You see my struggle. Appalled and yet compelled. Stony-faced and yet wailing along with Nothing Compares 2U on De Waal drive. Push and pull etc. See, for instance, the difficulties I had with Patti Smith’s Just Kids. It’s so sincere you can’t believe it. You just want to die. She is always talking about vagabond children careening off into the night, hand in hand, dreaming of the stars etc. She is obsessed with the most fucked-up Catholic saints, although to her everlasting regret she is not a Catholic herself. Patti Smith is always making a promise to Robert Mapplethorpe and to her art, and she is doing it while kneeling at the feet of a messed-up statue. She loves Joan of Arc too much. I find Just Kids excruciating, and yet I have read it three times now. I will read it again. You see my struggle.


Essay 33: Potential, Potential, Potential

I used to know someone who thought I was very smart. It was, he made clear, the big deal about me. I was so clever, I had so much potential, I was remarkable for my age. It is possible that he was a little bit in love with me. I was very young, and I thought he was just the bee’s knees.

He would raise his eyebrows at things I said. He made a series of weird remarks about the clarity of my soul. My friends were sure that he wanted to sleep with me. I was sure that they were all the worst kind of sexist pigs, sexist bitches, for saying that. How could they think that he wanted to sleep with me when all he was doing was telling me over and over again how smart I was? It was so typical of this terrible world, really, that an old man couldn’t tell a 23 year old girl how brilliant she was without some dreary old naysayer, some mom, suggesting that there might be something else going on there. It didn’t occur to me that I was wrong.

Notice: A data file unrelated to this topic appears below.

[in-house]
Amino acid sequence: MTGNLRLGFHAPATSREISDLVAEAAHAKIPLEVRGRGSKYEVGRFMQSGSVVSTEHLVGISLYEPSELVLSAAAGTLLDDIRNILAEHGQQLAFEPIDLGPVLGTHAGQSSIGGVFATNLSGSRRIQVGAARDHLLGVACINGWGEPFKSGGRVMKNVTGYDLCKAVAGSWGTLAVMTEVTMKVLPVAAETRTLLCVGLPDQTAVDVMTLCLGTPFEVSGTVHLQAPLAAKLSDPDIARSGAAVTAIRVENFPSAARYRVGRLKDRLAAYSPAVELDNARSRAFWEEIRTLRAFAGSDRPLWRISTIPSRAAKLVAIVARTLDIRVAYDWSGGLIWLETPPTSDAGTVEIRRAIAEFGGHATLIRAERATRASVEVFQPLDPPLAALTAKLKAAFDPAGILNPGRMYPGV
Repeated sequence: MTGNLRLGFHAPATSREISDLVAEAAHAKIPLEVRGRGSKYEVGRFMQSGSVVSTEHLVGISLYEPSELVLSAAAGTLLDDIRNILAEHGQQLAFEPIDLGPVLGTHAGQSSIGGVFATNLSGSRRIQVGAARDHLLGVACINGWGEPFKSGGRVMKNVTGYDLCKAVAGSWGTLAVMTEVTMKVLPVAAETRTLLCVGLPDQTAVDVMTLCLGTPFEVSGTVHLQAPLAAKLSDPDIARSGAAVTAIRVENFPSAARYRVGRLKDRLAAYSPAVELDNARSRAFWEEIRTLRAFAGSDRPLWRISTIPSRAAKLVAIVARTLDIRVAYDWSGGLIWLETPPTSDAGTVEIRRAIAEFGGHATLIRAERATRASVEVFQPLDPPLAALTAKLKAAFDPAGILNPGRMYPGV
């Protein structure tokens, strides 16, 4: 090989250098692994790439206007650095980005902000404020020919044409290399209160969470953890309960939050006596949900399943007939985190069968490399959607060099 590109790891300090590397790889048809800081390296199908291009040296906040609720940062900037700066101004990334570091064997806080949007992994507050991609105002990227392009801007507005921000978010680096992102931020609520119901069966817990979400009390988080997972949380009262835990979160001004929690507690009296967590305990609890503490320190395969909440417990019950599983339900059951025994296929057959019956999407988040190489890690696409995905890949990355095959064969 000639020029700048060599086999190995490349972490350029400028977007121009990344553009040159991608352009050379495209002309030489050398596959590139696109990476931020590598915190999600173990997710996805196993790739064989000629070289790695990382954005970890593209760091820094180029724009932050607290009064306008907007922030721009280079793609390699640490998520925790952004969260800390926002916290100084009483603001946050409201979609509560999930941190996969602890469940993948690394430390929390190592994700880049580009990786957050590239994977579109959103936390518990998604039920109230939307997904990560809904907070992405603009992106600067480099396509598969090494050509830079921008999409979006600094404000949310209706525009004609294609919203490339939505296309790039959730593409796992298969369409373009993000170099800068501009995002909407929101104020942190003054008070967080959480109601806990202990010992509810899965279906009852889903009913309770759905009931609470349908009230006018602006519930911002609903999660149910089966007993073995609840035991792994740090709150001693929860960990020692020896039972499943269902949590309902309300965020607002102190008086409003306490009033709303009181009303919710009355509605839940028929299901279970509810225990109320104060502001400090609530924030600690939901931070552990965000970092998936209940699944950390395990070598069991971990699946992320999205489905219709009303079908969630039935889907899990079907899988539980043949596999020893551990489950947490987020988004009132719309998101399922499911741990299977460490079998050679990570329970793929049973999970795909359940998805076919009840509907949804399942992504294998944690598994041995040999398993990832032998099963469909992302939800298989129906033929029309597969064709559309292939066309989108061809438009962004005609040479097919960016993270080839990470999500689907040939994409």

If you haven’t heard of negging, it’s when a person gives with one hand and takes with the other. This is done with an eye to future sexing. Negging is when, for example, you are in the club and you see a girl. She is standing there chatting to her pals. You go up to her and stand on the fringes of the group. No one thinks this is weird or embarrassing. You nod along for a bit, and then you look at the girl’s friends and say, like “Wow, do you ladies ever get a word in edgewise? It seems like she never stops talking,” thus indicating to her that you are not interested. Thus making her feel the bitter sting of being just like everyone else. Negging is when you make her think that her looks have no power over you. The idea is that you “lower her social value in relation to yours” and she has no choice then but to give you the first of many blowjobs. This is all freely available on the internet. Anyone can read this.

There are lots of men who swear by negging. The internet heaves with them, all of them on forums writing “I am right, negging works, tell a girl she looks like your little sister and it’s BLOWJOB TIME, PAL. It WORKS.” A normal person looks at all this crazy bullshit and wants to dismiss it out of hand. Any normal person, surely, wants to believe that it’s a myth. I so, so wish it was.  I have never been negged in the club, but I have been subject to a sustained campaign of negging by the man who thought I was very smart, and I am telling you that it works. It made me feel like shit, but it also made me think I was in love with him.

His version of negging was to tell me that I was so, so smart, so much potential, but that it was always going to remain as potential. I was always going to be the girl that wasted her giant brain, because she couldn’t do any work. She couldn’t get it done. See how good that is? Smart, but a fuck up. Brilliant, but who cares?

It works. It made me think all kinds of stupid shit, like for example that he was the only person who understood me.  Like maybe we should just get married.

It took about five years for me to realise what was going on, there. I got sick of it all at once, just bored with all this stuff about my beautiful dying brain. A person with a more robust self-esteem would have got the shits with it much earlier. Still.

It took another two years for me to stop being angry. It was so long ago, and as it turns out, I am grateful to him. He was such an old creeper, and I ended up disliking him in a way that made it possible for me to dismiss everything he said. The whole business of whether or not I was smart just went out the window. He made it so I never, ever wanted to think about it again. As it turns out, this was a gift. I haven’t thought I was smart in years. I haven’t worried about my potential once. It just does not come up for me, anymore. It’s the best thing that ever happened to me, and all it took was one old creeper.